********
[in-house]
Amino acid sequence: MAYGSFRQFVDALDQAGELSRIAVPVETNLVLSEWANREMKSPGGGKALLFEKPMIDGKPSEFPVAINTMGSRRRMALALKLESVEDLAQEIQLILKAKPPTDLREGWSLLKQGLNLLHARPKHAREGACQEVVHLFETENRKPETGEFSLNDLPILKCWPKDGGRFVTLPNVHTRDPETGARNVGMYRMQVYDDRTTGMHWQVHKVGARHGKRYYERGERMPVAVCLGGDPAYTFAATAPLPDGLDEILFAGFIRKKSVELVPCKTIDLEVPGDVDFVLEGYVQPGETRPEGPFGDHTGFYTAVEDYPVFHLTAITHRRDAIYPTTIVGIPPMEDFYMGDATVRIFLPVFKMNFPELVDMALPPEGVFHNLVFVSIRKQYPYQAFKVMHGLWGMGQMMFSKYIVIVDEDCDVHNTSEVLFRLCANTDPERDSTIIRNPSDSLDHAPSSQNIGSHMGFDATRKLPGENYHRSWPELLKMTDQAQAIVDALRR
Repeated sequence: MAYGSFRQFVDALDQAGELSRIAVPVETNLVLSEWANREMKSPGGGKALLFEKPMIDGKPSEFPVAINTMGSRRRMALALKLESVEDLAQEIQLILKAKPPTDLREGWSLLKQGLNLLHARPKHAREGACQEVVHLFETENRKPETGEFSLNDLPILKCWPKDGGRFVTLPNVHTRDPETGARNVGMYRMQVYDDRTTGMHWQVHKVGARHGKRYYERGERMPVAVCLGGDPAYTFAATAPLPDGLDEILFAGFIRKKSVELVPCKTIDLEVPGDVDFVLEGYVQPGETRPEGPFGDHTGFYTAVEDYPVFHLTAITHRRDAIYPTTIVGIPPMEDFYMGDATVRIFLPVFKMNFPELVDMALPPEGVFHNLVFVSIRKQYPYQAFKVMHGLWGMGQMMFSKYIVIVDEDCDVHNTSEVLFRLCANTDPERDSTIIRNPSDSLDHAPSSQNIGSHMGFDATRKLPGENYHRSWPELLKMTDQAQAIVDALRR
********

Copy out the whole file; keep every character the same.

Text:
[in-house]
Amino acid sequence: MAYGSFRQFVDALDQAGELSRIAVPVETNLVLSEWANREMKSPGGGKALLFEKPMIDGKPSEFPVAINTMGSRRRMALALKLESVEDLAQEIQLILKAKPPTDLREGWSLLKQGLNLLHARPKHAREGACQEVVHLFETENRKPETGEFSLNDLPILKCWPKDGGRFVTLPNVHTRDPETGARNVGMYRMQVYDDRTTGMHWQVHKVGARHGKRYYERGERMPVAVCLGGDPAYTFAATAPLPDGLDEILFAGFIRKKSVELVPCKTIDLEVPGDVDFVLEGYVQPGETRPEGPFGDHTGFYTAVEDYPVFHLTAITHRRDAIYPTTIVGIPPMEDFYMGDATVRIFLPVFKMNFPELVDMALPPEGVFHNLVFVSIRKQYPYQAFKVMHGLWGMGQMMFSKYIVIVDEDCDVHNTSEVLFRLCANTDPERDSTIIRNPSDSLDHAPSSQNIGSHMGFDATRKLPGENYHRSWPELLKMTDQAQAIVDALRR
Repeated sequence: MAYGSFRQFVDALDQAGELSRIAVPVETNLVLSEWANREMKSPGGGKALLFEKPMIDGKPSEFPVAINTMGSRRRMALALKLESVEDLAQEIQLILKAKPPTDLREGWSLLKQGLNLLHARPKHAREGACQEVVHLFETENRKPETGEFSLNDLPILKCWPKDGGRFVTLPNVHTRDPETGARNVGMYRMQVYDDRTTGMHWQVHKVGARHGKRYYERGERMPVAVCLGGDPAYTFAATAPLPDGLDEILFAGFIRKKSVELVPCKTIDLEVPGDVDFVLEGYVQPGETRPEGPFGDHTGFYTAVEDYPVFHLTAITHRRDAIYPTTIVGIPPMEDFYMGDATVRIFLPVFKMNFPELVDMALPPEGVFHNLVFVSIRKQYPYQAFKVMHGLWGMGQMMFSKYIVIVDEDCDVHNTSEVLFRLCANTDPERDSTIIRNPSDSLDHAPSSQNIGSHMGFDATRKLPGENYHRSWPELLKMTDQAQAIVDALRR